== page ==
The aim of the “Sentinel” national surveillance program is to monitor the circulating respiratory viruses, including SARS-CoV-2 variants, and hence underpin public health actions.
In week 11/2021, the overall frequency of the SARS-CoV-2 B.1.1.7 variant in all samples sequenced increased 68,1% (CI 64,2% – 72%, p<0,05). For the SARS-CoV-2 B.1.351 variant, we found an overall frequency of 23% (CI 19.4% - 26,5%, p<0,05) within the sequenced samples. The representative sample was estimated, based on the number of positive cases in Luxembourg for week 11 (1570). The minimum sample size required to detect prevalence of B.1.1.7 (68%) reported in week 11, with an error margin of 5%, was estimated to be 276 specimens. This number corresponds to a coverage of 17,6%, which exceeds the minimum coverage recommended by ECDC (10%). The sequencing results of week 11 are representative of the circulating variants in Luxembourg with a margin of error of 5%. The total number of sequences performed this week was 540, with all specimens having been collected in the time frame of week 11/2021. The sequencing coverage this week was 34,4% from all positive cases in Luxembourg.
The “Sentinel” surveillance network reported 263 consultations in week 11 (15/MAR/2021 – 21/MAR/2021). There was 5 cases of ILI1, as shown in Figure 1, corresponding to 1,9% of consultations. The percentage of consultations for ARI2 was 17,9%.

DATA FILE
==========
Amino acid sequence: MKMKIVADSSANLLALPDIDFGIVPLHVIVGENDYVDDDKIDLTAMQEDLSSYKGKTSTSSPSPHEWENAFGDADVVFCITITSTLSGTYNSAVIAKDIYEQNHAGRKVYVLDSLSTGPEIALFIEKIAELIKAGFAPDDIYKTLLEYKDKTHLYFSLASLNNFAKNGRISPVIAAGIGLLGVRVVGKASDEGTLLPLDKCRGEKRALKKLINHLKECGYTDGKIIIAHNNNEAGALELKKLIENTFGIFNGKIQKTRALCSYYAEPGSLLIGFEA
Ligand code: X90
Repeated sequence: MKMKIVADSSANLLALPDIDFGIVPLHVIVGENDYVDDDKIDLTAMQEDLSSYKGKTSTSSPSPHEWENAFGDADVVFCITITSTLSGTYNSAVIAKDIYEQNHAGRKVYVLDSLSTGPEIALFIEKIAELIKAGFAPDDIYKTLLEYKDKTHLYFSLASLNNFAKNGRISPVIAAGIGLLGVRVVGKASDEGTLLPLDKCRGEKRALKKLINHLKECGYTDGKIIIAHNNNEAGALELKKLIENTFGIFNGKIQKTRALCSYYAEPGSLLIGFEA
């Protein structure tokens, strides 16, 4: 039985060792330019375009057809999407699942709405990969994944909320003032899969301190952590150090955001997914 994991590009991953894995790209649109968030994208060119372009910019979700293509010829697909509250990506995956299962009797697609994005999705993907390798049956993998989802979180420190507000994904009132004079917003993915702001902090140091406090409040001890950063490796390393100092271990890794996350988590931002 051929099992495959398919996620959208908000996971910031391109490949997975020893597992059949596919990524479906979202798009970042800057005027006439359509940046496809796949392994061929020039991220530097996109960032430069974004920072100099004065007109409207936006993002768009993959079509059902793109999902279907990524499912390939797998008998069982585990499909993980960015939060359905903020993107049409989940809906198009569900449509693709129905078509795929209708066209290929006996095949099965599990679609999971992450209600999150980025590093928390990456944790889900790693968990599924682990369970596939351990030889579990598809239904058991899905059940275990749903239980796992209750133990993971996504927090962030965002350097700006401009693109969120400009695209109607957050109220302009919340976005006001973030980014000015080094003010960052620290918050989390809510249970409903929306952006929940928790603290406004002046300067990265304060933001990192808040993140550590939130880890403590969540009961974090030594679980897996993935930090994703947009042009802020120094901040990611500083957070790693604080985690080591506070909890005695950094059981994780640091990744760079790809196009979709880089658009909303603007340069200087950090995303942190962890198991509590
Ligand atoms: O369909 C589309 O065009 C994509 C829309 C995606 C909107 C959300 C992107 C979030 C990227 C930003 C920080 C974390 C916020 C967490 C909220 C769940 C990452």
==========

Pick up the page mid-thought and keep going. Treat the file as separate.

Patients presenting with ILI and ARI at the Covid Consultation Centre (CCC) in Luxembourg were tested using a respiratory virus panel (ADV = Adenovirus, FLU A = Influenza A, FLU B = Influenza B, HRV = Human Rhinovirus, MPV = Human metapneumovirus, PIV = Parainfluenza virus, RSV = Respiratory Syncytial Virus, SARS-CoV-2 = Severe acute respiratory syndrome coronavirus 2).
The SAR-COV-2 was the most prevalent respiratory virus detected in the “Sentinel” network, with 64 positive cases (22%). The wave of Human Rhinovirus (HRV) continued in week 11/2021, with 34 positive cases in 291 tests (11,7%). Sporadic cases of other respiratory viruses continued to appear as one case of PIV was identified in week 11 (0,3%) and two cases of Adenovirus (ADV), corresponding to 0,7% of all tests. No cases of Influenza A/B were detected, indicating absence of circulation of Influenza viruses in Luxembourg, as shown in Figure 2.